Florida A&M University (FAMU) will receive $12.5 million in additional funding under the Performance Based Funding Model, the Florida Board of Governors announced Thursday.
FAMU scored 72 out of a possible 100 points and saw improvements in eight metrics.
“I’m extremely proud that FAMU is one of the two State University System institutions that made improvements in the largest number of performance metrics over the last year. This is a tribute to the guidance of our Board of Trustees, the strategic leadership of Provost Maurice Edington and the hard work of our faculty, students, and staff. This goes to show that by working together towards a common vision, we can continue to excel in student success outcomes,” FAMU President Larry Robinson, Ph.D., said.
Significantly, FAMU showed gains in the Academic Progress Rate, a measure of freshmen who matriculated to the sophomore year with a 2.0 GPA or greater, which is a key barometer for college success.
“The improvement in our students’ academic progress rate resulted from adopting ‘best practices’ from some our sister institutions and implementing innovative and aggressive measures of our own,” Robinson said. “Additionally, we have elevated the academic profile of incoming students, established the Office of Freshmen Studies, and increased student financial support from Performance Funding, federal funding and alumni and private sources. We are particularly grateful for the COVID-19 related funding we received over the past two years.”
Edington said the University has a game plan to build on this year’s PBF results.
“Moving forward, we will maintain our focus on elevating our annual outcomes on the Performance Based Funding Model, as guided by the ambitious goals and priorities outlined in the new university strategic plan. Key areas of emphasis include retention and graduation rates, post-graduate employment outcomes, and degree production in STEM and health fields,” said Edington, who is also vice president for Academic Affairs. “We will make strategic investments in our academic programs, expand student recruitment, and aggressively promote our brand, with the overall goal of firmly establishing FAMU as a leading national public university.”
FAMU PBF highlights:
- FAMU continues to make strides in demonstrating that a college degree improves one’s employment prospects and earnings. The percent of bachelor graduates employed or enrolled one year after graduation and bachelor graduate earnings increased when compared to last year. FAMU was one of four universities that increased on this metric. (Metrics 1 & 2)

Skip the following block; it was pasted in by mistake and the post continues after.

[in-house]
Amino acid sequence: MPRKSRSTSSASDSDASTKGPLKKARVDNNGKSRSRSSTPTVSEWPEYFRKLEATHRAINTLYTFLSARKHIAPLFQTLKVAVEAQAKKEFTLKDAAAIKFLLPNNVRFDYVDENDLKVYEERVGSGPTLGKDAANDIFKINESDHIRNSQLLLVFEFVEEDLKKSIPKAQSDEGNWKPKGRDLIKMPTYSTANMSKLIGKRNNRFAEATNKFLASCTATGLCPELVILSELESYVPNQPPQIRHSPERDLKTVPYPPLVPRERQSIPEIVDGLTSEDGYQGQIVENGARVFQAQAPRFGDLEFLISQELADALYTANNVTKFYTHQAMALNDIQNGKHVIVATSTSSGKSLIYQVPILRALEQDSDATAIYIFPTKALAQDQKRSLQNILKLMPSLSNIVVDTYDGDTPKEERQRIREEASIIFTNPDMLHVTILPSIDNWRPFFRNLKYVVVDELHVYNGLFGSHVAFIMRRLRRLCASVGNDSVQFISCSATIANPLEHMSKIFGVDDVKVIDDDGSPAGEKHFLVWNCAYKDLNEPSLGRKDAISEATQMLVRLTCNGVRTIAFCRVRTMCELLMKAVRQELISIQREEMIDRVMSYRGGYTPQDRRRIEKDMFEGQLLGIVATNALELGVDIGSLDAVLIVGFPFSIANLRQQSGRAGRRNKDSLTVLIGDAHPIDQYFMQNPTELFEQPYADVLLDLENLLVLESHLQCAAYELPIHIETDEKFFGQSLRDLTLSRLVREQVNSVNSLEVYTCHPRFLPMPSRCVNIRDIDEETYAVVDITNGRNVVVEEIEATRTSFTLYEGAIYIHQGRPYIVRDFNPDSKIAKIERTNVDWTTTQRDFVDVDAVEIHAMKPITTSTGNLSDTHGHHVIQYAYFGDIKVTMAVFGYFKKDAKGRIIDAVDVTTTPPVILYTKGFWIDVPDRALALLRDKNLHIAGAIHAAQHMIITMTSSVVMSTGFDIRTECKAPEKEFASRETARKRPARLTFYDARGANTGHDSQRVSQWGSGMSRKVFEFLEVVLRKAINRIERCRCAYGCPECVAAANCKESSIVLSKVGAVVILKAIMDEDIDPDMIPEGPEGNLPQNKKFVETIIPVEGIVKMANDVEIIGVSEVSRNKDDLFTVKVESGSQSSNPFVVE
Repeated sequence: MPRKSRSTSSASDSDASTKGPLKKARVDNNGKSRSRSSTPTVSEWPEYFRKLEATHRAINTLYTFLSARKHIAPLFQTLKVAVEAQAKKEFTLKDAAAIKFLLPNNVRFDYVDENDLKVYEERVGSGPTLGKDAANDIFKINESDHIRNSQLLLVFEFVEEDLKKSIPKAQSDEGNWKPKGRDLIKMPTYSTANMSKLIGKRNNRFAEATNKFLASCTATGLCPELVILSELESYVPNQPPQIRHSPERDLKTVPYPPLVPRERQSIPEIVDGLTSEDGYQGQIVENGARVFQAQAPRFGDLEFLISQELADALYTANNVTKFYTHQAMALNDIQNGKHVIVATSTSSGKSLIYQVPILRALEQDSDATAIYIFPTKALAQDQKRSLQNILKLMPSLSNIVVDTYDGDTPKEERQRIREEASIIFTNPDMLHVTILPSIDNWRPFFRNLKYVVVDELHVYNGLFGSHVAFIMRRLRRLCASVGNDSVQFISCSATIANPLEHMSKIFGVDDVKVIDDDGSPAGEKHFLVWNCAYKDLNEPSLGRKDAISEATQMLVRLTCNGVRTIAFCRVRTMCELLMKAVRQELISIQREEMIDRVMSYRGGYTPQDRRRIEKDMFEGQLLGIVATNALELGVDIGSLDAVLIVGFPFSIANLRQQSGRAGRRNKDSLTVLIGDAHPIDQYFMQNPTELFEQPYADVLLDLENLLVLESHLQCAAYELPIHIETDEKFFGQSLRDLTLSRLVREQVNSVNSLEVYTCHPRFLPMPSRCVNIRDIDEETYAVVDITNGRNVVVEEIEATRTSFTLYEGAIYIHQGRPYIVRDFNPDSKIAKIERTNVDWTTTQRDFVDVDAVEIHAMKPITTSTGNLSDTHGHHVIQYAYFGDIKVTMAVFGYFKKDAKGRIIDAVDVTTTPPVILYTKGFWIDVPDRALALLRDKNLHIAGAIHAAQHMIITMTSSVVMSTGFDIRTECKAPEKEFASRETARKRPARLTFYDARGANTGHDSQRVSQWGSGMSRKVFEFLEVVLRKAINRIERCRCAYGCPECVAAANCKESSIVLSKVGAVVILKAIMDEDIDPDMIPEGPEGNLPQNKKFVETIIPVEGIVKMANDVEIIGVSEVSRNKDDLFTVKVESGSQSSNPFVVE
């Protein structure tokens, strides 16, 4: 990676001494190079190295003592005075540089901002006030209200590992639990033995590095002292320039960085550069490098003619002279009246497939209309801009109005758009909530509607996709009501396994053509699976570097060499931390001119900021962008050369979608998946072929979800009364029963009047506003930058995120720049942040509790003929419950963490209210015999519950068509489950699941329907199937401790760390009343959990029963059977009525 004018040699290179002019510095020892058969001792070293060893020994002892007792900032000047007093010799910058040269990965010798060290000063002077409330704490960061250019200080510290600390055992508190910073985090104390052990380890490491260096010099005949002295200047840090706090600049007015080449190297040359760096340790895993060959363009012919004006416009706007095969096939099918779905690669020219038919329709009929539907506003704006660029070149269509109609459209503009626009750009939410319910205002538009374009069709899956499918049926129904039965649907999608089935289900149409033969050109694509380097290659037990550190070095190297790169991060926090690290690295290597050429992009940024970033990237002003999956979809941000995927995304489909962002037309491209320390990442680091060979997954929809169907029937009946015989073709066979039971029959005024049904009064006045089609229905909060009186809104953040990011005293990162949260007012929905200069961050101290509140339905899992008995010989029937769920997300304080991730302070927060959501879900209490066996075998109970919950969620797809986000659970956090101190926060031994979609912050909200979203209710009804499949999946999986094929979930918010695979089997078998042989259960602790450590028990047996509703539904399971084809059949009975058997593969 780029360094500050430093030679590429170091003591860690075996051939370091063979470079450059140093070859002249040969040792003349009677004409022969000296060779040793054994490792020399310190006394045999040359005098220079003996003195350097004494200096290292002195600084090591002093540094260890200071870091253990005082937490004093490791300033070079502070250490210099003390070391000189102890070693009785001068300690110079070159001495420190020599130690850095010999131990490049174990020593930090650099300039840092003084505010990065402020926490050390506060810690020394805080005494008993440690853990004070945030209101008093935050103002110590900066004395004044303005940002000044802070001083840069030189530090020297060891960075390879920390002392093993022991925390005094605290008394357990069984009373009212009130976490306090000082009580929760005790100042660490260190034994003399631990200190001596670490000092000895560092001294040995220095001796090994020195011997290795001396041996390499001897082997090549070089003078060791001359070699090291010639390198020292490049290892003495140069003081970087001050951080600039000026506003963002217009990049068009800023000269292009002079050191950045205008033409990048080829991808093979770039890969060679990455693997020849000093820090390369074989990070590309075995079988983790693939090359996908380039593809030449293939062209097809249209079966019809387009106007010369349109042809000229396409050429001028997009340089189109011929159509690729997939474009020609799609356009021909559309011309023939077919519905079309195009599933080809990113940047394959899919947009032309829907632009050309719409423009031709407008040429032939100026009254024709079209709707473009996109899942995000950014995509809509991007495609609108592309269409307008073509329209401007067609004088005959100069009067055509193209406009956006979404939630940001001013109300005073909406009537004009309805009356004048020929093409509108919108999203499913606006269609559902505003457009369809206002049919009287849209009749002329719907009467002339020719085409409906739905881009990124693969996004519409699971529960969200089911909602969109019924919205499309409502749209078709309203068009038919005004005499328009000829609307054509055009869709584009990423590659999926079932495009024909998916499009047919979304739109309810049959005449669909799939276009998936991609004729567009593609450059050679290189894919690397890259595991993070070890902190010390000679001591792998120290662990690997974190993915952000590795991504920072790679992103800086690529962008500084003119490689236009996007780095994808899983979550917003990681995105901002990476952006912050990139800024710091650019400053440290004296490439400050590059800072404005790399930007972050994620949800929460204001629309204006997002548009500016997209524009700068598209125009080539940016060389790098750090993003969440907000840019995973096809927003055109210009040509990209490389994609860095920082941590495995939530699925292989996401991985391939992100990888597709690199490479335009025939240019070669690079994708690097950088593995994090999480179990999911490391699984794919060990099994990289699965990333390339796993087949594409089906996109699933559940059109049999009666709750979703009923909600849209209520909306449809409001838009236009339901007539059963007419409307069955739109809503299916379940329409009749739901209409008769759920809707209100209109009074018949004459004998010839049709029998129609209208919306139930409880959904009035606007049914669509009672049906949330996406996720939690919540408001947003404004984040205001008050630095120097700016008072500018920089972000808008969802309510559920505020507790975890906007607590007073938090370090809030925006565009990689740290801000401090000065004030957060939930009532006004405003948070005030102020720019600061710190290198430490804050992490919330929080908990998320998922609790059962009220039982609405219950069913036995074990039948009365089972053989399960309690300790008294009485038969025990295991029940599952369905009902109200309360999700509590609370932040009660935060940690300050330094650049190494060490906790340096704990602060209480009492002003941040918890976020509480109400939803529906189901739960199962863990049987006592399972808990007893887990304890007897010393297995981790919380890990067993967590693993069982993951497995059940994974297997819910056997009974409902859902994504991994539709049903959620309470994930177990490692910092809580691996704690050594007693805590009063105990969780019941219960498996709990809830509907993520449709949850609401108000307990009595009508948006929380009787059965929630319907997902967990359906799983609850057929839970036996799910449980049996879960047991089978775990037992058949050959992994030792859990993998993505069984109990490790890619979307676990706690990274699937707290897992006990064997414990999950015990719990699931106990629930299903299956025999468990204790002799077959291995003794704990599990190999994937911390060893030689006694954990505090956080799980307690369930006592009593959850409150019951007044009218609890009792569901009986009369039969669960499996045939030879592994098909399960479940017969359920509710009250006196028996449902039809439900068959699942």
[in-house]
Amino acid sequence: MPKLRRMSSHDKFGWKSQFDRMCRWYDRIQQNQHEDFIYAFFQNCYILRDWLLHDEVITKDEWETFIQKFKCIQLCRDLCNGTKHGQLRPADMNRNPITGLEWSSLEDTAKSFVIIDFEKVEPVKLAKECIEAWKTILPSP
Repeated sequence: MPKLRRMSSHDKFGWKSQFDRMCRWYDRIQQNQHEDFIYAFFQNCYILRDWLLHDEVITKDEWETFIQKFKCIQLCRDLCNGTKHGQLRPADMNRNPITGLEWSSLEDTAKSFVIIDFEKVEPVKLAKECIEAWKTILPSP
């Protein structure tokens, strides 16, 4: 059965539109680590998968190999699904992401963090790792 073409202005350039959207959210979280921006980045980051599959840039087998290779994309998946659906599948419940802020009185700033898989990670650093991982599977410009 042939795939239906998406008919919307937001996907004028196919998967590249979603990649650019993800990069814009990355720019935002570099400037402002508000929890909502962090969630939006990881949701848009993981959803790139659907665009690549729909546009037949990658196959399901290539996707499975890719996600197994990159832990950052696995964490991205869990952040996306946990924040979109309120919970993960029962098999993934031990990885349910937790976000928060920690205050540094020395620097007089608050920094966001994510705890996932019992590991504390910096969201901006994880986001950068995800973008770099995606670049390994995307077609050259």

- FAMU continues to offer a great value for the money. The average cost to the student decreased for the second year. (Metric 3)
- An early indicator of college success is the freshmen retention rate. The majority of first-time in college students return for their second year. This rate continues to increase yearly. FAMU was one of two institutions that showed an increase over previous year’s results. (Metric 5)
- FAMU continues to produce degrees to meet the economic and workforce needs of Florida. The number of bachelor and graduate degrees in programs of strategic emphasis increased when compared to the prior year. (Metrics 6 and 8)
- The number of degrees awarded to Florida College System Associate of Arts transfer students continues to rise. (Metric 9a & 10)
- We continue to alter the economic trajectory of our students for generations to come as demonstrated by our commitment of access for low-income students. More than one-half of our students, 59.3 percent, are Pell Grant recipients. FAMU continues to lead the State University System on this metric. (Metric 7)
During the Board of Governors meeting, Governor Alan Levine expressed his excitement about FAMU’s steady progress in increasing performance on the Academic Progress Rate metric over the past several years.
“FAMU’s improvement is the fastest in the entire system,” Levine said during the meeting in Orlando. “I think it’s a perfect scenario where governance and leadership have made the difference. I agree with Dr. Robinson; the winners were the students. It is stunning and compelling what FAMU has done.”